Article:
Jul 05, 2017
By Hilary Adams, Staff Writer
Dedicating one’s career and livelihood to the pursuit of treating and possibly curing cancer is, for many, a decision that stems from deeply personal and, often, tragic experience. For 2017-2018 ASCO President Bruce E. Johnson, MD, FASCO, the event that greatly influenced his decision was the diagnosis of his aunt with metastatic breast cancer when she was in her late thirties. She had some nonspecific medical issues, and her doctors performed a bone marrow biopsy when they discovered hematologic abnormalities. But Dr. Johnson didn’t find out about his aunt’s diagnosis from a phone call or a family member: during his oncology rotation, Dr. Johnson himself saw the cancer cells in her biopsy.
“At the time, there were effective treatments, but it certainly wasn’t what we have today,” he recounted. She died a little less than a year after her diagnosis.
More than 30 years later, Dr. Johnson, chief clinical research officer and institute physician at Dana- Farber Cancer Institute and a professor of medicine at Harvard Medical School, has made it his life’s work to improve treatments for patients with cancer, and has a robust history of volunteer and committee service to ASCO, as well as other cancer research societies.
“I cannot think of anyone more qualified to be president of ASCO than Dr. Bruce Johnson,” said Immediate Past President Daniel F. Hayes, MD, FACP, FASCO. “He has been a leader in understanding the biology of lung cancer and has led groundbreaking trials to change the way it is treated. He will continue to carry the baton as ASCO helps its members adapt to the changing professional and financial aspects of oncology practice, ensuring that we take advantage of all of our resources, including CancerLinQ ®, to do so.”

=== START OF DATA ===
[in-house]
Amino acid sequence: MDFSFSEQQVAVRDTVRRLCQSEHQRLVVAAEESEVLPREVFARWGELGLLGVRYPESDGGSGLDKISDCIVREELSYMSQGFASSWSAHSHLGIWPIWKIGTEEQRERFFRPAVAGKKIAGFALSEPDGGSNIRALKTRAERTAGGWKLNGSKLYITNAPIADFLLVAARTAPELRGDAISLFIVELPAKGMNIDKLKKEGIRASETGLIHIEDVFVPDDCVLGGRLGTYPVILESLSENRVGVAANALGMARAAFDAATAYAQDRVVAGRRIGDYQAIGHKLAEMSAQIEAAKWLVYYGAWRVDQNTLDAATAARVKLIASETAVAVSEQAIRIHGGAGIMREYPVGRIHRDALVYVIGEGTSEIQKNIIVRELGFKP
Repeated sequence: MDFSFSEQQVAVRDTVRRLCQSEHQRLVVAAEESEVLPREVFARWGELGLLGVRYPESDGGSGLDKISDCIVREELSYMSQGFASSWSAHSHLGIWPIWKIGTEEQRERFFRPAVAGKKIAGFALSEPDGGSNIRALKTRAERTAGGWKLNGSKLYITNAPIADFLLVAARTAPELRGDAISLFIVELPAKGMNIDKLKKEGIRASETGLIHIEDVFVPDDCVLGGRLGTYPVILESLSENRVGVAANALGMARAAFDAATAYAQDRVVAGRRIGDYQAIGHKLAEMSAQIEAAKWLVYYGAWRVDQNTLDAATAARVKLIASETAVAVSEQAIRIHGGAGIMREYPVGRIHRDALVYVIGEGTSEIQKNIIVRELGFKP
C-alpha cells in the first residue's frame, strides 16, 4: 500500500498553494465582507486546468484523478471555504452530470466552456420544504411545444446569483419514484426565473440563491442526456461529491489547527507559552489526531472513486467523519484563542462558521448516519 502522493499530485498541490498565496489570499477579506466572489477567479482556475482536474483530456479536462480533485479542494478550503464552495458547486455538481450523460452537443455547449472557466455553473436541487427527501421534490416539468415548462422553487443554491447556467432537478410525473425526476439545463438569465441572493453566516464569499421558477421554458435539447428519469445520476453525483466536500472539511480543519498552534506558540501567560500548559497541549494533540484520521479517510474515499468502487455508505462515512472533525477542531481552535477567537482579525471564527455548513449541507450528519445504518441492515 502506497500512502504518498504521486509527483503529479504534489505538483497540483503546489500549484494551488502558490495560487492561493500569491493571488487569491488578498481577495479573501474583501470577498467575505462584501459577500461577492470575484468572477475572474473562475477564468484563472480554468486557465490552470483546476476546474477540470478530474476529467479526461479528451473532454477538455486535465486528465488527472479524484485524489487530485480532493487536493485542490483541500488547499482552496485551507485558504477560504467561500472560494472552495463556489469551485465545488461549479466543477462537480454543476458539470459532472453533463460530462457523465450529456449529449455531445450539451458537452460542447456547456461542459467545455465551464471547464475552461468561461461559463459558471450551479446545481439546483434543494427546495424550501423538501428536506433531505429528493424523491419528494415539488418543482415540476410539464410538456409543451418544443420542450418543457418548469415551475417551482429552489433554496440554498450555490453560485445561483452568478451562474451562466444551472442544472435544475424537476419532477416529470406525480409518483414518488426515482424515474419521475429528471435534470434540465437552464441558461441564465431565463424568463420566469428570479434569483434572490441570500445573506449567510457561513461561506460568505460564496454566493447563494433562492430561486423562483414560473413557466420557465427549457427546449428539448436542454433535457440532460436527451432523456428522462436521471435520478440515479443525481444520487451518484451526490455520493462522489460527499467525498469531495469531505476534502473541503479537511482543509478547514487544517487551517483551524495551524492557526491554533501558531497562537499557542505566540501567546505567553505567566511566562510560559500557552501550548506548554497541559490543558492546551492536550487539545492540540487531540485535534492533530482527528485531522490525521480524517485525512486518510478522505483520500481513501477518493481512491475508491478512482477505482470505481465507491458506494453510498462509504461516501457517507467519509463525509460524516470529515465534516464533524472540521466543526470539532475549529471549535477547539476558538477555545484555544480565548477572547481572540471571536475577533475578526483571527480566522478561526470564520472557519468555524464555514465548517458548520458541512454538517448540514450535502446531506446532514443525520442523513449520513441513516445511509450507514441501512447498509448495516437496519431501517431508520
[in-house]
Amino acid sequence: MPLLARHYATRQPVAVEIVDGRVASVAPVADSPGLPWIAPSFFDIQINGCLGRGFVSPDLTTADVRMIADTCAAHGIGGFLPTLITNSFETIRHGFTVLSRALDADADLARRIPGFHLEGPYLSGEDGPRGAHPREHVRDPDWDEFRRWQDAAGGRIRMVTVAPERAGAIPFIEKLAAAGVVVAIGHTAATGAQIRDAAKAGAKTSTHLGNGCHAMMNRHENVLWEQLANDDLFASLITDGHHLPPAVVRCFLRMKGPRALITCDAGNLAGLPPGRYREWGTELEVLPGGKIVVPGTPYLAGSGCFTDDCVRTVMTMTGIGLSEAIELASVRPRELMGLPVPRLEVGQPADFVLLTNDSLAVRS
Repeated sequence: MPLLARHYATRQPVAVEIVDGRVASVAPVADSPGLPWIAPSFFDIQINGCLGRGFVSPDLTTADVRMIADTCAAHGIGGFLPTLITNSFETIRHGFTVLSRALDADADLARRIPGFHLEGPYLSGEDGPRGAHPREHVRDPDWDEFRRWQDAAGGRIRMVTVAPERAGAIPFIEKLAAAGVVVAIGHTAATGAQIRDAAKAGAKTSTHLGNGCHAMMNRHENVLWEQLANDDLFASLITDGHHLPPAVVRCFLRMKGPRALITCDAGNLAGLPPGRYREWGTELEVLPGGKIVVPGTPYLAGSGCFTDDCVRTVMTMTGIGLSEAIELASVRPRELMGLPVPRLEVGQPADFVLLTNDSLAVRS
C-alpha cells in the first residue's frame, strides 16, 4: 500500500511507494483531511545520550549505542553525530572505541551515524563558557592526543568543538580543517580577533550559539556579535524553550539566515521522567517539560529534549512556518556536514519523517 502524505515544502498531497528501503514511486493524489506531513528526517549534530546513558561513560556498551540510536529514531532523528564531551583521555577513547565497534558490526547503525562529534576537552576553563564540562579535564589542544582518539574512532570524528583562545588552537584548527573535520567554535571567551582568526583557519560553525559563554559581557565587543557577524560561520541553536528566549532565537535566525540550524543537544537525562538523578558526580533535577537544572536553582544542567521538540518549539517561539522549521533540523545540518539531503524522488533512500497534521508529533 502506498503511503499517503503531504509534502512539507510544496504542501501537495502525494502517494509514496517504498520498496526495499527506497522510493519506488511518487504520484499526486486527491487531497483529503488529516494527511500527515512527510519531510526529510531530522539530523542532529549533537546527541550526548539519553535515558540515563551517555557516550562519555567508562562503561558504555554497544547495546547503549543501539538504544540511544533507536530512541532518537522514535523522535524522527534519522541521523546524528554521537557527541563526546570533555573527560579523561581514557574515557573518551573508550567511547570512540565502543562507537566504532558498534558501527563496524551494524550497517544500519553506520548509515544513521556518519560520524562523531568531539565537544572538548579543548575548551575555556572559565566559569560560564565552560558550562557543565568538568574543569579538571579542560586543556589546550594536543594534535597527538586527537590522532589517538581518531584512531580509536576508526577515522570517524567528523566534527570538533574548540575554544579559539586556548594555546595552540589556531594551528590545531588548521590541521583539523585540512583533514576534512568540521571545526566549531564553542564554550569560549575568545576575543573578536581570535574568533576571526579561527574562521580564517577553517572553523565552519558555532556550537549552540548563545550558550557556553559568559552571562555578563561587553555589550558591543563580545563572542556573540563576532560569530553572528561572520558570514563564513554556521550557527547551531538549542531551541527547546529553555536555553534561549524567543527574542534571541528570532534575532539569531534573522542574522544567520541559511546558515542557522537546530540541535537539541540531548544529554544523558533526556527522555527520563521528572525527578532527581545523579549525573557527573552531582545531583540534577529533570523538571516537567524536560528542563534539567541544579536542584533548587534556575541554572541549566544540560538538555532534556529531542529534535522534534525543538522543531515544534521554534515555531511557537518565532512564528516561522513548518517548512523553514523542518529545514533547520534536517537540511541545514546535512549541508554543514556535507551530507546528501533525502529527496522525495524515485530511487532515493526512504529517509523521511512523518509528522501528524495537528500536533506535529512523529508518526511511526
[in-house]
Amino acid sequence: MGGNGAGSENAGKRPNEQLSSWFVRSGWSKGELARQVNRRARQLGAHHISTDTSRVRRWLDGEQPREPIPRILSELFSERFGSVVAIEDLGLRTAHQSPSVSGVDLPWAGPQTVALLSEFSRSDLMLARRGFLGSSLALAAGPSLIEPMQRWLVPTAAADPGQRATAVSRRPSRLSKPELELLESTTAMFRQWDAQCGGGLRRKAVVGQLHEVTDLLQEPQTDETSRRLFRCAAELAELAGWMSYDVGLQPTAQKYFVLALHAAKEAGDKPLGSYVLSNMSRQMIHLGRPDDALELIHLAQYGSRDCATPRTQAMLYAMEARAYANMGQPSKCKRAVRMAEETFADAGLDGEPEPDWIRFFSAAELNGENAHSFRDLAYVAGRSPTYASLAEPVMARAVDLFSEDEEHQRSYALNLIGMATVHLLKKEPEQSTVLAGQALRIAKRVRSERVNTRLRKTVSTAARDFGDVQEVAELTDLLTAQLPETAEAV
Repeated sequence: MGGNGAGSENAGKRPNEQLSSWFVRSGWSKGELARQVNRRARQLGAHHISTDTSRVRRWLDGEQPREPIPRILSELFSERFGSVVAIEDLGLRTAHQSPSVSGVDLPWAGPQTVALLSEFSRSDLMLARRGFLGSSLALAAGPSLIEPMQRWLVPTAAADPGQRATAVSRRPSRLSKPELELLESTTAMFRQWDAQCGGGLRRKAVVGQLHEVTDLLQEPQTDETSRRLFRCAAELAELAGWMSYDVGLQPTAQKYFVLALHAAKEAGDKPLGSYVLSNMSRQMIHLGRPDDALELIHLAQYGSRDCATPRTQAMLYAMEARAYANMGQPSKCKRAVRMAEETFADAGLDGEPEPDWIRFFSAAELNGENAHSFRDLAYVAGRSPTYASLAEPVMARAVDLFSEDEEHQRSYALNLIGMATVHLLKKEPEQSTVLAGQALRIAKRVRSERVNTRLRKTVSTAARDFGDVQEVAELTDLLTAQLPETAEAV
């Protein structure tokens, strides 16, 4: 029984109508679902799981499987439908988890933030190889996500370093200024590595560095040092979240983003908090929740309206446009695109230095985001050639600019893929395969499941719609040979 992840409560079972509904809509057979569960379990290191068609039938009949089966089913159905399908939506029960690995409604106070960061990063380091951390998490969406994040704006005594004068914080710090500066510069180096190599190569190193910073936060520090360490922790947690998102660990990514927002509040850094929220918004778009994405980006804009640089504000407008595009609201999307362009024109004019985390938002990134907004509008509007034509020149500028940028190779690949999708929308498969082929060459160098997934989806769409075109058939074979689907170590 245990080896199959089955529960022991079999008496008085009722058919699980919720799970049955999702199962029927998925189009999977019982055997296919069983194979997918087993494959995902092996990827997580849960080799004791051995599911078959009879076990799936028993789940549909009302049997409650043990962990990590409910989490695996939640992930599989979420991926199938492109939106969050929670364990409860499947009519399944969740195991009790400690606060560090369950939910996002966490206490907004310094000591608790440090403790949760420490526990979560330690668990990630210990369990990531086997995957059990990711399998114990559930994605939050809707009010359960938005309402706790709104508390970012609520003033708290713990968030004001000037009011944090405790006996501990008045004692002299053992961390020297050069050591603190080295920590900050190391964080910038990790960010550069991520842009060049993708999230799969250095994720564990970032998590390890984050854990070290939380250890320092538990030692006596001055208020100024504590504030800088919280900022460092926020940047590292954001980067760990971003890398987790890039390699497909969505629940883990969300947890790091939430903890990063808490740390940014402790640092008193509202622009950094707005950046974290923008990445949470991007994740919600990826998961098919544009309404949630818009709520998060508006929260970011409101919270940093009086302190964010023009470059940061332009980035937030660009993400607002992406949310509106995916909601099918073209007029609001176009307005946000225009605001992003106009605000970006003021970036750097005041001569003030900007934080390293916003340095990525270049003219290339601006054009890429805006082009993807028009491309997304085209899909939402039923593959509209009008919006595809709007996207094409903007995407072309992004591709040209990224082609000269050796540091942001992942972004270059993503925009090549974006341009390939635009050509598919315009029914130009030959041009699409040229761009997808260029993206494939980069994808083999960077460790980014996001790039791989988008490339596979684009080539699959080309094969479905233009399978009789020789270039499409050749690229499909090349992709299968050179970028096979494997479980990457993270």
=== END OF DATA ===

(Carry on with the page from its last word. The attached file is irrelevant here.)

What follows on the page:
Dr. Johnson currently directs the Dana-Farber/Harvard Cancer Center Lung Cancer Program, a cooperative effort that includes seven Harvard-affiliated schools and institutions. He is engaged in translational research on patients with adenocarcinoma of the lung.
On The Shoulders Of Giants
Dr. Johnson attended medical school at the University of Minnesota, and did his first oncology rotation during his third year.
“I got to see what it was like to take care of patients with cancer and what it took for someone to be cured,” said Dr. Johnson. With that experience, he said, he was sure he wanted to be an oncologist. His aunt’s diagnosis only made him more certain of his path.